Super Carnitas reviews Where the Wild Things Are

Where the Wild Things Are – 2009

Writer – Spike Jonze, David Eggers

Director – Spike Jonze

Based on the book Where the Wild Things Are by Maurice Sendak

I intentionally avoided this movie when it was released in theaters. I suppose it was because I absolutely expected to be disappointed. The book never really left an impression on me as a child. My fondest memory….is really disconnected from the book itself. In kindergarten, the library in my school had a huge mural of Max leading the Wild Things through the forest. Max looked proud and confident….the monsters happily marching in tow. The monsters scared me a bit. A tiny bit. Years later I read the book. I loved the way the book looked. It was different….odd…and beautiful. The story though….it was forgettable. It never stuck with me. The art and the images stayed with me forever.

Plus…the book is so short. In my mind the story was weak to begin with. I couldn’t imagine a film stretching something so thin…without tearing it. Friends who saw it told me it was great. These same friends were psyched to see it months before it was released. I wasn’t convinced.

Were it not for the glory of Netflix I may have never seen this film. I haphazardly add films to my 500 count Netflix queue..and I randomize said queue about once a month. It’s just what I do. Where the Wild Things Are purely showed up by happy accident…or fate. Whatever.

I loved this movie. Love may not even be a strong enough term. I expected nothing but cool visuals from this movie….and yet somehow it managed to kick me in the gut. I sat and watched this movie alone, in my apartment. My phone was turned off…the lights were out…i may have been a tad inebriated…but you know. This movie just floored me. When it was over…I hit stop on the remote…and I just sat there in the dark for maybe 6 or 7 minutes.

I was rattled. I can’t remember the last movie that had such an effect on me.

Where the Wild Things Are is not a kids movie. It just isn’t. And maybe the book isn’t really a kids book…I have yet to revisit it. But I would imagine that kids would be bored with this movie. It’s pace is deliberate and intentional. There is no huge payoff…or clear cut good guys and bad guys. This movie isn’t for kids….yet it was marketed as such. Another reason I put off seeing it for so long.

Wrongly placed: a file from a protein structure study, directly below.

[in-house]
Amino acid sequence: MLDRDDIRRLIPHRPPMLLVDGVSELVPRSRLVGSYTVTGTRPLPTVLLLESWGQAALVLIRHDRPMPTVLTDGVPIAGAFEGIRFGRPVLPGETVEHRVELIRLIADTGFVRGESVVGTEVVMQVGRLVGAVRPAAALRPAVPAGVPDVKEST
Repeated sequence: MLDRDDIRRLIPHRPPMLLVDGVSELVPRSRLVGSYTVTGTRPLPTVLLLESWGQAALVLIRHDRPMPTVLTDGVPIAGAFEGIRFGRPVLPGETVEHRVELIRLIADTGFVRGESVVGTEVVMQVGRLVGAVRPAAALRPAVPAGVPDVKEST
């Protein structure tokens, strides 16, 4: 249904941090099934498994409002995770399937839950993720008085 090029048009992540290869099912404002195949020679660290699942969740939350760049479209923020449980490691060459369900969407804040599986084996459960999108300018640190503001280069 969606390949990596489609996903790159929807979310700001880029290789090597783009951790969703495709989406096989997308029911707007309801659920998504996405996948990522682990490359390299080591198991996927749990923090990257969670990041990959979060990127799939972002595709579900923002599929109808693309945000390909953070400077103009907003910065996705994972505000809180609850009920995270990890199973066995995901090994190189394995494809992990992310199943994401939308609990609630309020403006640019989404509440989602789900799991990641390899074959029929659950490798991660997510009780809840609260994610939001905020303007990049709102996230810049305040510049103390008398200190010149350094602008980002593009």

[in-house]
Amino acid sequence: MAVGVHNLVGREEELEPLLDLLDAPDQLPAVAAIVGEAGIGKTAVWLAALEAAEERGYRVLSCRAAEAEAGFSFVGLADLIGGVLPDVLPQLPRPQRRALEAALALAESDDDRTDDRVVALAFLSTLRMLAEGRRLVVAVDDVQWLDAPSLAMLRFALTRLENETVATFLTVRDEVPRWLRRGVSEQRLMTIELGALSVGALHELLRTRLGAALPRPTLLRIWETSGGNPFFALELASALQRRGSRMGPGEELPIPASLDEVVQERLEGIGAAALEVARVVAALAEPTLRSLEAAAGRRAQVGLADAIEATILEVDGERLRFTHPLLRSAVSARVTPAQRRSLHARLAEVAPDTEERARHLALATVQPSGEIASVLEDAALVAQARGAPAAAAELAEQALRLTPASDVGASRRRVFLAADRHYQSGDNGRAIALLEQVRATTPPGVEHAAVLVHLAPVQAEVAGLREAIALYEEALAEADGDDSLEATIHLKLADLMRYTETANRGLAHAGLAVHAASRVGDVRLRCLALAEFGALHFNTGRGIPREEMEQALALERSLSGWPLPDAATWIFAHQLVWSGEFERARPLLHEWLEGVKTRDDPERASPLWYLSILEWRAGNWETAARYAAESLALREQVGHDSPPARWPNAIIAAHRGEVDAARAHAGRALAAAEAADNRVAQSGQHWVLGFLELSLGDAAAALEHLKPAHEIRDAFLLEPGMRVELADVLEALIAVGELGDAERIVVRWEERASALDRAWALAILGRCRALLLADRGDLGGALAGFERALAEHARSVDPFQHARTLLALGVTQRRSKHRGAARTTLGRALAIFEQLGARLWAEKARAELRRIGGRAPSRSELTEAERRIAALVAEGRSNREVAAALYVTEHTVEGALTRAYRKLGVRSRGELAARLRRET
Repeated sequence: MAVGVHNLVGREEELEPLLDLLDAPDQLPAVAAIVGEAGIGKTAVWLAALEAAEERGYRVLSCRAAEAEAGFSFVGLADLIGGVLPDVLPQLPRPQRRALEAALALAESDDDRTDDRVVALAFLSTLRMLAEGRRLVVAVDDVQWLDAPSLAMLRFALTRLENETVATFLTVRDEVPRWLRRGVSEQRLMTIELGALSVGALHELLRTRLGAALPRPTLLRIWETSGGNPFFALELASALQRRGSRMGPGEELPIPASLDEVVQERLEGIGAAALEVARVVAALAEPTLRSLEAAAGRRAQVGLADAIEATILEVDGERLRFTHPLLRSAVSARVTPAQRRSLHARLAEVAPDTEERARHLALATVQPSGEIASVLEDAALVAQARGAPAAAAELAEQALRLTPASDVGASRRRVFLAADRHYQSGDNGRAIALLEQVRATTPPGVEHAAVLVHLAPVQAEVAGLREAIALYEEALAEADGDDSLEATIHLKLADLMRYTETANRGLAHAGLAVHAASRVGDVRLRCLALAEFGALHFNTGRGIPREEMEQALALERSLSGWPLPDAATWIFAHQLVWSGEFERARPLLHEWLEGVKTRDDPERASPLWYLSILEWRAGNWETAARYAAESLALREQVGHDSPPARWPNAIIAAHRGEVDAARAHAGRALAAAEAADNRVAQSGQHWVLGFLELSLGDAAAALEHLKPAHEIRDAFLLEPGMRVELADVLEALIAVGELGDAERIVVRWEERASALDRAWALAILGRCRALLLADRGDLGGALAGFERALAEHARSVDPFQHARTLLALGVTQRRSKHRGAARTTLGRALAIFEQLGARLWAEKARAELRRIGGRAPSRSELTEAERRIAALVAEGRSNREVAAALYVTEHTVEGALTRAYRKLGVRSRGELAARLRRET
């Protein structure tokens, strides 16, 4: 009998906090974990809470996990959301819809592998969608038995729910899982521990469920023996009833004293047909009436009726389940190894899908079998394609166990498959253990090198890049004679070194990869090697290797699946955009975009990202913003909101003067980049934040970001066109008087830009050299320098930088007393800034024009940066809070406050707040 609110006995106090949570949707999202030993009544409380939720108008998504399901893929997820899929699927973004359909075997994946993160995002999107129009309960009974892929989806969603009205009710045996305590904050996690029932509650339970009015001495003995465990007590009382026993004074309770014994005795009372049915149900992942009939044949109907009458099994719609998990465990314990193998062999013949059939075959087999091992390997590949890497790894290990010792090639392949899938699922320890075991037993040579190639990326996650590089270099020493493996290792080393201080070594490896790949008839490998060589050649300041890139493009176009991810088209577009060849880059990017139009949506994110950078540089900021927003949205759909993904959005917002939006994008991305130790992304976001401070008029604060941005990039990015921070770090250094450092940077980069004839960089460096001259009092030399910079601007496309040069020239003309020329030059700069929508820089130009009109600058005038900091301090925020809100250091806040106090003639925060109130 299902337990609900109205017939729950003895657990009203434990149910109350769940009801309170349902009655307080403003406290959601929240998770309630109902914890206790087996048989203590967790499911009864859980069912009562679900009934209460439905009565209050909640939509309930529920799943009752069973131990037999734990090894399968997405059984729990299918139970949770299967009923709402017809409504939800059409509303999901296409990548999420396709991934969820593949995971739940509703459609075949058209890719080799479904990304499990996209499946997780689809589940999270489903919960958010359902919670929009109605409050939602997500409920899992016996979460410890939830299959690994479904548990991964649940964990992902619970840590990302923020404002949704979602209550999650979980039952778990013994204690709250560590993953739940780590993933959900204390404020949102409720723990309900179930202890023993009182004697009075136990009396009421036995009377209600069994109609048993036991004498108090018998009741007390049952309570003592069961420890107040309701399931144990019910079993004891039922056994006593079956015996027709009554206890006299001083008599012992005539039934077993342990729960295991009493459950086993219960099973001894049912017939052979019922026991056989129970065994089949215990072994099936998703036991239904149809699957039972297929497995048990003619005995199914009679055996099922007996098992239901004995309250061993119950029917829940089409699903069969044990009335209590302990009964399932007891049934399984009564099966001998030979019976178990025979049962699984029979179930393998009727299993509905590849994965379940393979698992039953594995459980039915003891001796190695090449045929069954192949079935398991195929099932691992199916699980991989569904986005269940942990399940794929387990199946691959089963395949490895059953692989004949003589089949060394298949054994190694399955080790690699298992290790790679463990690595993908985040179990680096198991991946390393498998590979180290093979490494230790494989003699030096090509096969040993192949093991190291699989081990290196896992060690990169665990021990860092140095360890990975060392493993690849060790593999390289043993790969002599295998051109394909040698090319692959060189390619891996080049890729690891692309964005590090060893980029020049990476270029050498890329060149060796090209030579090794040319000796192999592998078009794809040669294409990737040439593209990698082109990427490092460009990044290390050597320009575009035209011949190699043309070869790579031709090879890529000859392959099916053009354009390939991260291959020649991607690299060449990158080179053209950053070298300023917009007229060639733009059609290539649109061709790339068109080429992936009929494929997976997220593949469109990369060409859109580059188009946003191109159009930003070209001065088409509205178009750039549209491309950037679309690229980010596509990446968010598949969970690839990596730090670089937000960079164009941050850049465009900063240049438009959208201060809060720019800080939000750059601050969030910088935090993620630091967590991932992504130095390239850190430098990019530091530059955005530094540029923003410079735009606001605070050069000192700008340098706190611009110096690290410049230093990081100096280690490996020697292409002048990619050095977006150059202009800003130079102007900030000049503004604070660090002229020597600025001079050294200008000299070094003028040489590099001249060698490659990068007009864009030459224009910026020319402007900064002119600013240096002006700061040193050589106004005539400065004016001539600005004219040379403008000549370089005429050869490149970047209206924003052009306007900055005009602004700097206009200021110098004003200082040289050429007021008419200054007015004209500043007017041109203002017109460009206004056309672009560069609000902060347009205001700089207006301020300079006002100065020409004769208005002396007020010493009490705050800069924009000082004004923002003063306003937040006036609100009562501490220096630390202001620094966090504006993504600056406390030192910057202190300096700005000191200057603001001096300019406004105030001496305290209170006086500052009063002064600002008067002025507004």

I’m sorry…but this movie was made for adult men. That’s not to say that women..or girls can”t appreciate Where the Wild Things Are. On some level they can. I’m sure there are guys who appreciated Sisterhood of the Traveling Pants…on some level. I’m just saying, if you’re not an adult male, it wasn’t designed for you. Just like Glenn Beck isn’t designed for smart people…yet some smart people get sucked in.

Wow…have I even started talking about the movie yet?

In my opinion…the angst and confusion that exists inside the mind of a 9 year old boy has never been captured so perfectly. Max starts off immediately feeling alienated. His sister and her friends embarrass him…then his mother makes him feel small…and unimportant. He’s sent to bed early….so he flees.

Max finds himself amongst the Wild Things. His first encounter with them finds him witnessing one of the monsters (Carol) destroying a bunch of huts….much to the dismay of his fellow monsters. Max decides to jump in and help/join Carol in the destruction. From there….the Wild Things (monsters) (demons) eventually decide to eat Max.

Max promises the Wild Things (monsters) (demons) that he has special powers. He was a King before…and he could be a King again. A King of this place. The bones and the crown in the fire pit…tell another story. But the monsters (demons) want to be contained. They want a King. So they give Max a chance.

Now here’s where the movie become something else. Max is King. As King he acts like a nine year old would be expected to act. His visions are grand and self-serving. His schemes short-sighted and ambiguous. He’s confronted with things he’s never had to deal with before. Jealousy, dependence, envy, limitations, and consequences for his actions. His every action falls short…and the monsters (demons) start to doubt him. They press him to show his special powers…and when they realize he has none….things fall apart. He eventually heads home…his mother embraces him…and who knows what happens going forward.